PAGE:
Review Summary: Akercocke mature significantly with this stellar release.
Akercocke have always been a band to grab attention, and not much has changed in that aspect. Whether it is with their eccentrically dark lyrical themes or simply exceptional musicianship, they prove to stand out. Yet, they seem to have dropped one of those aberrant characteristics with this release, that being the lyrical themes. However, this is the same Akercocke that split up after the release of 'Antichrist', and that fact is absolutely glorious.
Immediately, the record signifies the fact that the band has not strayed askew from their signature blend of Black Metal and Death Metal with Progressive Rock influences. Polar opposites in beauty and abhorrence collide and intertwine in a masterful fashion, which truly is something to behold. Spectacularly melodic guitar solos regularly ease their way into the sheer chaos crafted by the band, giving the sensation of simultaneously being soothed and crushed. These harsher Blackened Death Metal sections assuredly subjugate the first half of the album, whilst the more Progressive Rock influenced tone dominates the latter.
One particular strongpoint of the album is of usual fashion for the band, that being the vocal performance. A trademark assortment of deep growls, mid-ranged growls and clean vocals are peppered rather evenly throughout the duration of the record, producing a true sense of variety. It is without question that this facet assures the listener is not rendered stultified by the lack of diversity, and is instead somewhat kept on their toes, whilst listening for the next curveball to be thrown their way.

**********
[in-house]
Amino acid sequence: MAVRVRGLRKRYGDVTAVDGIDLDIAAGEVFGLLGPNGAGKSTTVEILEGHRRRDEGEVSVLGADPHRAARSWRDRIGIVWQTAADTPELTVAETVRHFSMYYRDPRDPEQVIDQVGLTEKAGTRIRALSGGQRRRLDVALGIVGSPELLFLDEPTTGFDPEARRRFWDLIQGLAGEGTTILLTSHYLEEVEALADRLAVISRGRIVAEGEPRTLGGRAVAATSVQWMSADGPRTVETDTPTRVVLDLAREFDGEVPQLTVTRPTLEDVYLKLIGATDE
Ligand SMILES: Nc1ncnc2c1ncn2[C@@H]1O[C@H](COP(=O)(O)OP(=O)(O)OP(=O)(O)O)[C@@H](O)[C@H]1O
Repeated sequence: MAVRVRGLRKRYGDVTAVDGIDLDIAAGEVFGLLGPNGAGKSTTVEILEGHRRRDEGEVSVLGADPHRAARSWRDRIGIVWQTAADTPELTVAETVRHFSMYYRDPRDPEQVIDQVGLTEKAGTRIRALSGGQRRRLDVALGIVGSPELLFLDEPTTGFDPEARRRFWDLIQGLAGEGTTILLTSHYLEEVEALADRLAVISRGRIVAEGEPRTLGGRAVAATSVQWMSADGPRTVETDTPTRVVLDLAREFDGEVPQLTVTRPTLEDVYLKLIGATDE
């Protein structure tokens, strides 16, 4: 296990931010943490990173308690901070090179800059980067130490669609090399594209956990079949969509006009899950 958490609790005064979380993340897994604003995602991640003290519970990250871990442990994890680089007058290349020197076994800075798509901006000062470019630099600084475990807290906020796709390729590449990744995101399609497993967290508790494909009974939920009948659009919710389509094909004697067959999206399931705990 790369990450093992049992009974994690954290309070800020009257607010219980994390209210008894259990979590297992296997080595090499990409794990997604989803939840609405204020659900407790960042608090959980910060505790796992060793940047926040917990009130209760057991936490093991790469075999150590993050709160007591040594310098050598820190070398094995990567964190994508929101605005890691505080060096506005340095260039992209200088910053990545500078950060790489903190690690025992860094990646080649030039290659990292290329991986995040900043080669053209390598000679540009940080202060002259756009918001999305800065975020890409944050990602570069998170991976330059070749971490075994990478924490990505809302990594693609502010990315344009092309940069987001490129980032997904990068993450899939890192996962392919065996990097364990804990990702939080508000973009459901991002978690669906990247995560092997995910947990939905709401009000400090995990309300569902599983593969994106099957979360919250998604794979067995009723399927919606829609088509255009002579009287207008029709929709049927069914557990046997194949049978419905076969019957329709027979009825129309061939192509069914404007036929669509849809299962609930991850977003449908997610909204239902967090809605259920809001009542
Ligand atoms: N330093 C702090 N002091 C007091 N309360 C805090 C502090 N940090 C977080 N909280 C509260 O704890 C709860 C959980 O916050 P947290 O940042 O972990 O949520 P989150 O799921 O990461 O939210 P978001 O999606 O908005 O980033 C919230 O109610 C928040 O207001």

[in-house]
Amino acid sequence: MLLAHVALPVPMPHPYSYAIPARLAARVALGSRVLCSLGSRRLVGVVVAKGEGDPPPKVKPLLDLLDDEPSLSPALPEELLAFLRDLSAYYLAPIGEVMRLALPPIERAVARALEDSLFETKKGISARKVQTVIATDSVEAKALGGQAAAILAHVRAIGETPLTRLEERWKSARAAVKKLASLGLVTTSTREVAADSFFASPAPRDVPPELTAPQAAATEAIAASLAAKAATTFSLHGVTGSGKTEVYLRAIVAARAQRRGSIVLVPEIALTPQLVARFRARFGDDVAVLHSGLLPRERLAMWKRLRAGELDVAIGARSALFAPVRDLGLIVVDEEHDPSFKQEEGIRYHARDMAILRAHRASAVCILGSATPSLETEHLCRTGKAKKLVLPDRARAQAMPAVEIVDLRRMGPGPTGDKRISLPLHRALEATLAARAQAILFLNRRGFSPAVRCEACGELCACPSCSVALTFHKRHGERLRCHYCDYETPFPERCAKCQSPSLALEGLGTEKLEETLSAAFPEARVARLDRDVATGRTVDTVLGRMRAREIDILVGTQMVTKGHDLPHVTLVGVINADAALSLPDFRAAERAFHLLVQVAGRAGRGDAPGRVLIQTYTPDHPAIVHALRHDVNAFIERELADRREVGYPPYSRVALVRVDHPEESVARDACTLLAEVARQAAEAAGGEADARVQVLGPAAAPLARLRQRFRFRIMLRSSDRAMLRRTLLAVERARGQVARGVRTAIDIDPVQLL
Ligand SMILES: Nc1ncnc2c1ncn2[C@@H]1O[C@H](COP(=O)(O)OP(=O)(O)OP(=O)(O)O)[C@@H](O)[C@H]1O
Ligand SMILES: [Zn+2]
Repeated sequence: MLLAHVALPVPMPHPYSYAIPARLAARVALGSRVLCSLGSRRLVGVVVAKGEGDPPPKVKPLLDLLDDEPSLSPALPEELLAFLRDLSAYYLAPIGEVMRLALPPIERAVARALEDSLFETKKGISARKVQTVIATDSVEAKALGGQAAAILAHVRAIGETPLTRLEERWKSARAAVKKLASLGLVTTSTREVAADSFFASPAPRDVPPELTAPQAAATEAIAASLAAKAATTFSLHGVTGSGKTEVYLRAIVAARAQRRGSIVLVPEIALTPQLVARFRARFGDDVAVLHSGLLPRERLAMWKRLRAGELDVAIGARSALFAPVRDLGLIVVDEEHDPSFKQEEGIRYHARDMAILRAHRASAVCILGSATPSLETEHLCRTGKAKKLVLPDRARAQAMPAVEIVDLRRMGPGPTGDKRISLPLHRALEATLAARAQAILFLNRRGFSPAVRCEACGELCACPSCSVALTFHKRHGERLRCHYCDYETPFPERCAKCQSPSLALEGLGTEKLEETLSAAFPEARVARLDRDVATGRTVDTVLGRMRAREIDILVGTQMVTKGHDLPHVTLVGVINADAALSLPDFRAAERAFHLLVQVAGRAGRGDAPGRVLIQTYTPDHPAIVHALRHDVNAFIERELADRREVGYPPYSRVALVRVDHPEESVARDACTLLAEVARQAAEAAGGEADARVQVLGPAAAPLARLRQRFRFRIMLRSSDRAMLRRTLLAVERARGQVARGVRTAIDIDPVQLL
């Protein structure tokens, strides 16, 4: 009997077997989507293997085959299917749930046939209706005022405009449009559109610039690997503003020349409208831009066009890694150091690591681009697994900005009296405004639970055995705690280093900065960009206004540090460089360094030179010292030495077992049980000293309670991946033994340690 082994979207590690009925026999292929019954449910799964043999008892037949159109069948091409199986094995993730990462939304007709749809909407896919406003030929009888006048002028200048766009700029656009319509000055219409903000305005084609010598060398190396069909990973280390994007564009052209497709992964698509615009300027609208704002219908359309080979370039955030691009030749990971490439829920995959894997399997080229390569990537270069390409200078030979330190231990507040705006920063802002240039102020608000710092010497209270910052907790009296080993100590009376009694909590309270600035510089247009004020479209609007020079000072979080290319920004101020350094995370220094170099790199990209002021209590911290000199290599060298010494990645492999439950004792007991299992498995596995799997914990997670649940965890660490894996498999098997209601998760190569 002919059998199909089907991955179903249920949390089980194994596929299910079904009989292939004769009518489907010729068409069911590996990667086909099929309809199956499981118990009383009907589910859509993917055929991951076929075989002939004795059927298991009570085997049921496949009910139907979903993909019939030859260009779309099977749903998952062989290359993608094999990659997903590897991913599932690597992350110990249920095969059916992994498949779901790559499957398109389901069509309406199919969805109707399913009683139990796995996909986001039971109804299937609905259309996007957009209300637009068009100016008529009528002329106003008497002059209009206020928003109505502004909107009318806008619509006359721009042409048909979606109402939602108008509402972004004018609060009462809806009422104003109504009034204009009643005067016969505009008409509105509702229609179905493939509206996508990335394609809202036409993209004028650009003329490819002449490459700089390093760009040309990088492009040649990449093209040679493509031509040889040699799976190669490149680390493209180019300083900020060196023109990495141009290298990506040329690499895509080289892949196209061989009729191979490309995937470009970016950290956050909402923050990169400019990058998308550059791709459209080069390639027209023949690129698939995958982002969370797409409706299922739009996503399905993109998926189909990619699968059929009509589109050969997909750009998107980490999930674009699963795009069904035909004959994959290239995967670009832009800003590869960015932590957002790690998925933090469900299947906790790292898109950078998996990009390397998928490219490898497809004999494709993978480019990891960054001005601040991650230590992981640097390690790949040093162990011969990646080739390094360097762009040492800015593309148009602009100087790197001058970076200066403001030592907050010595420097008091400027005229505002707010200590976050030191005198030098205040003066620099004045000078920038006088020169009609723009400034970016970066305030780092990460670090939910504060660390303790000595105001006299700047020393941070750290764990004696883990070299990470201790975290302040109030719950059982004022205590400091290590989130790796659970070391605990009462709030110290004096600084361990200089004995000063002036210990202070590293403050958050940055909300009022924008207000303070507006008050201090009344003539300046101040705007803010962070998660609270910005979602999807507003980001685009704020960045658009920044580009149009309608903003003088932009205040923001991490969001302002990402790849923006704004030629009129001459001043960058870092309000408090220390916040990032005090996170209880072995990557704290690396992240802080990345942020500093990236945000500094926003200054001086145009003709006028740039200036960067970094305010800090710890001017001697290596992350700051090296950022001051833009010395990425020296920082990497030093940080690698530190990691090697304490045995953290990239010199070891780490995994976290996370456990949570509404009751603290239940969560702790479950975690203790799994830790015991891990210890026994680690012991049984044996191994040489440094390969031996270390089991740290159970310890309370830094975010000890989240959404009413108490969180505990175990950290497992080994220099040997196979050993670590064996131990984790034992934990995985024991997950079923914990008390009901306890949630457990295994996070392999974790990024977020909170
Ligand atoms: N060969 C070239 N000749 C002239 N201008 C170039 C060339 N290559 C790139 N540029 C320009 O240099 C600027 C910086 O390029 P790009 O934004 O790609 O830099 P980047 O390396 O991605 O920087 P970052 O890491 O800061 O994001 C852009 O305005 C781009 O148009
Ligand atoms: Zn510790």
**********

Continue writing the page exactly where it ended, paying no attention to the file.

As previously mentioned, this album is split into two differing sections. The first, more abrasive section of the record poses as the more captivating, as it displays more variety. Blast beats are often morphed into more mid paced beats in a matter of seconds, while being polished with melodic guitar riffs and clean singing. The second section does carry this assortment of techincal aspects, but does not utilise them as much, and proves to be of a more linear structure. Whilst this predominantly softer section is an eminently enjoyable listen, it is just not as gripping as the more infernal display.
From this, comes an ultimately outstanding performance that truly showcases this band's plethora of skill, which has thankfully not dissipated over the time they remained inactive. However, If that second section was more variable in its sound, then this album could have been much greater, which is a veritable shame. So, whilst 'Renaissance in Extremis' does not prove to be a monumental release, it is still of a toweringly high quality and proves to be another brilliantly crafted release in the discography of Akercocke, which will please fans of old and new.